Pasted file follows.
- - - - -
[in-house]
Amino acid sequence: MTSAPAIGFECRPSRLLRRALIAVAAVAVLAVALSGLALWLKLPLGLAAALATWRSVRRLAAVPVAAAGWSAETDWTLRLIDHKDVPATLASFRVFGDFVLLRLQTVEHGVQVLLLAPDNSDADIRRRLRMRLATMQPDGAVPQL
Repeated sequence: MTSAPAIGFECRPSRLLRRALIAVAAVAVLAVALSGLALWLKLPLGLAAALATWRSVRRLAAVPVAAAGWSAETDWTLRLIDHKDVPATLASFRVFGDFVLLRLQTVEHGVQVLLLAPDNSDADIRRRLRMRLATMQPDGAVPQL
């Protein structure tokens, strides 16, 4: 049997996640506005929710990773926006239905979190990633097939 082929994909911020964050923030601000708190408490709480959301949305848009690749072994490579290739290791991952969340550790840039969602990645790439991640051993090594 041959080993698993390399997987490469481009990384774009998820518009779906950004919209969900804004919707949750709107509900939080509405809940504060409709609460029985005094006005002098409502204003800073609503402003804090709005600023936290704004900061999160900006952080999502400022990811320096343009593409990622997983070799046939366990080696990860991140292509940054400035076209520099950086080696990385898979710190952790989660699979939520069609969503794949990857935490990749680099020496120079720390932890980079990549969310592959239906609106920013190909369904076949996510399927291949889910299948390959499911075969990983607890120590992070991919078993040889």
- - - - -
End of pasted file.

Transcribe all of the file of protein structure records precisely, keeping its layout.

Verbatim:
[in-house]
Amino acid sequence: MTSAPAIGFECRPSRLLRRALIAVAAVAVLAVALSGLALWLKLPLGLAAALATWRSVRRLAAVPVAAAGWSAETDWTLRLIDHKDVPATLASFRVFGDFVLLRLQTVEHGVQVLLLAPDNSDADIRRRLRMRLATMQPDGAVPQL
Repeated sequence: MTSAPAIGFECRPSRLLRRALIAVAAVAVLAVALSGLALWLKLPLGLAAALATWRSVRRLAAVPVAAAGWSAETDWTLRLIDHKDVPATLASFRVFGDFVLLRLQTVEHGVQVLLLAPDNSDADIRRRLRMRLATMQPDGAVPQL
């Protein structure tokens, strides 16, 4: 049997996640506005929710990773926006239905979190990633097939 082929994909911020964050923030601000708190408490709480959301949305848009690749072994490579290739290791991952969340550790840039969602990645790439991640051993090594 041959080993698993390399997987490469481009990384774009998820518009779906950004919209969900804004919707949750709107509900939080509405809940504060409709609460029985005094006005002098409502204003800073609503402003804090709005600023936290704004900061999160900006952080999502400022990811320096343009593409990622997983070799046939366990080696990860991140292509940054400035076209520099950086080696990385898979710190952790989660699979939520069609969503794949990857935490990749680099020496120079720390932890980079990549969310592959239906609106920013190909369904076949996510399927291949889910299948390959499911075969990983607890120590992070991919078993040889």